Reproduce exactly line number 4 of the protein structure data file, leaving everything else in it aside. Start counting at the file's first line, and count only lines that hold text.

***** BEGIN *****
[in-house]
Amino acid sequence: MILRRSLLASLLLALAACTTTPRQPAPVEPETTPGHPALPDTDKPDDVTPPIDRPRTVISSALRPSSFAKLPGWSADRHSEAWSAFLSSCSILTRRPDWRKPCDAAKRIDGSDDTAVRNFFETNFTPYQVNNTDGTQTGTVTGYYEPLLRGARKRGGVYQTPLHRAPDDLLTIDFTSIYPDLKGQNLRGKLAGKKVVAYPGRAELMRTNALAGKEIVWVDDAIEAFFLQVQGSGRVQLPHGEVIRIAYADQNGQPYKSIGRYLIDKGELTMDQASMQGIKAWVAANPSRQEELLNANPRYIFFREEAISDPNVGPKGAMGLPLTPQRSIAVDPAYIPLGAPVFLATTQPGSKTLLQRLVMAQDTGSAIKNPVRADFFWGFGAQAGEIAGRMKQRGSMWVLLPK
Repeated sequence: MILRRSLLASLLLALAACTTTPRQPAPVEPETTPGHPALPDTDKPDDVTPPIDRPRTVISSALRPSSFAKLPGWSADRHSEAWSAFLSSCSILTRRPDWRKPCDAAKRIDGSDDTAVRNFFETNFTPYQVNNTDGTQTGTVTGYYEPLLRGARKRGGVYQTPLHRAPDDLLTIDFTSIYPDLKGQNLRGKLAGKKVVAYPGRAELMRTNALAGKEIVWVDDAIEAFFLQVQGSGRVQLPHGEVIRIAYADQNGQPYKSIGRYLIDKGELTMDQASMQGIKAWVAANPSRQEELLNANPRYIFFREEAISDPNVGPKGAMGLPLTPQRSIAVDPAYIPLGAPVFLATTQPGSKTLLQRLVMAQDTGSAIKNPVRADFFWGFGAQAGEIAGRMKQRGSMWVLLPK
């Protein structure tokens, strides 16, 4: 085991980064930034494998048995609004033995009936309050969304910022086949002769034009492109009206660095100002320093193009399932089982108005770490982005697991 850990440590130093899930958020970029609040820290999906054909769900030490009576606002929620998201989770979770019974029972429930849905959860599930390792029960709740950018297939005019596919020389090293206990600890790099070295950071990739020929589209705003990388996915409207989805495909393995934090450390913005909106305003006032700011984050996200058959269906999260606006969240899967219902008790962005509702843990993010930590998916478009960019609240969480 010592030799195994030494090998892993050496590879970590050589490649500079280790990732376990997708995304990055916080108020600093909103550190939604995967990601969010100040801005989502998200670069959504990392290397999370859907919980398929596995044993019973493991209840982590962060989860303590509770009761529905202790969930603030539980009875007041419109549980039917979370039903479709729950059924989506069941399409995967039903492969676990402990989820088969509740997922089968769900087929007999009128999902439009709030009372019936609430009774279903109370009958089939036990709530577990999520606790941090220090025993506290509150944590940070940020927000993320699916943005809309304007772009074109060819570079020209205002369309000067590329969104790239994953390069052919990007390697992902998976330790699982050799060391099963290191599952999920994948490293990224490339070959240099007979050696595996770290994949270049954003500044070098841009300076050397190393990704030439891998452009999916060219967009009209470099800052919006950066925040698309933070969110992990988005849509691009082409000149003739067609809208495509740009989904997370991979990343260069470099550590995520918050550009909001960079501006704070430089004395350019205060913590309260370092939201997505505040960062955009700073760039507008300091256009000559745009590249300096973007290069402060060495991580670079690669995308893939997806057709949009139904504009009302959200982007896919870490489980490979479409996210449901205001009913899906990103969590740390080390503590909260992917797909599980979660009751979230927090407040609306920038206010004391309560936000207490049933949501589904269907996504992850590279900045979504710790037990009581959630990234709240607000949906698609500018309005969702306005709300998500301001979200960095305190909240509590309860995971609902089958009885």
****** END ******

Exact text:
């Protein structure tokens, strides 16, 4: 085991980064930034494998048995609004033995009936309050969304910022086949002769034009492109009206660095100002320093193009399932089982108005770490982005697991 850990440590130093899930958020970029609040820290999906054909769900030490009576606002929620998201989770979770019974029972429930849905959860599930390792029960709740950018297939005019596919020389090293206990600890790099070295950071990739020929589209705003990388996915409207989805495909393995934090450390913005909106305003006032700011984050996200058959269906999260606006969240899967219902008790962005509702843990993010930590998916478009960019609240969480 010592030799195994030494090998892993050496590879970590050589490649500079280790990732376990997708995304990055916080108020600093909103550190939604995967990601969010100040801005989502998200670069959504990392290397999370859907919980398929596995044993019973493991209840982590962060989860303590509770009761529905202790969930603030539980009875007041419109549980039917979370039903479709729950059924989506069941399409995967039903492969676990402990989820088969509740997922089968769900087929007999009128999902439009709030009372019936609430009774279903109370009958089939036990709530577990999520606790941090220090025993506290509150944590940070940020927000993320699916943005809309304007772009074109060819570079020209205002369309000067590329969104790239994953390069052919990007390697992902998976330790699982050799060391099963290191599952999920994948490293990224490339070959240099007979050696595996770290994949270049954003500044070098841009300076050397190393990704030439891998452009999916060219967009009209470099800052919006950066925040698309933070969110992990988005849509691009082409000149003739067609809208495509740009989904997370991979990343260069470099550590995520918050550009909001960079501006704070430089004395350019205060913590309260370092939201997505505040960062955009700073760039507008300091256009000559745009590249300096973007290069402060060495991580670079690669995308893939997806057709949009139904504009009302959200982007896919870490489980490979479409996210449901205001009913899906990103969590740390080390503590909260992917797909599980979660009751979230927090407040609306920038206010004391309560936000207490049933949501589904269907996504992850590279900045979504710790037990009581959630990234709240607000949906698609500018309005969702306005709300998500301001979200960095305190909240509590309860995971609902089958009885």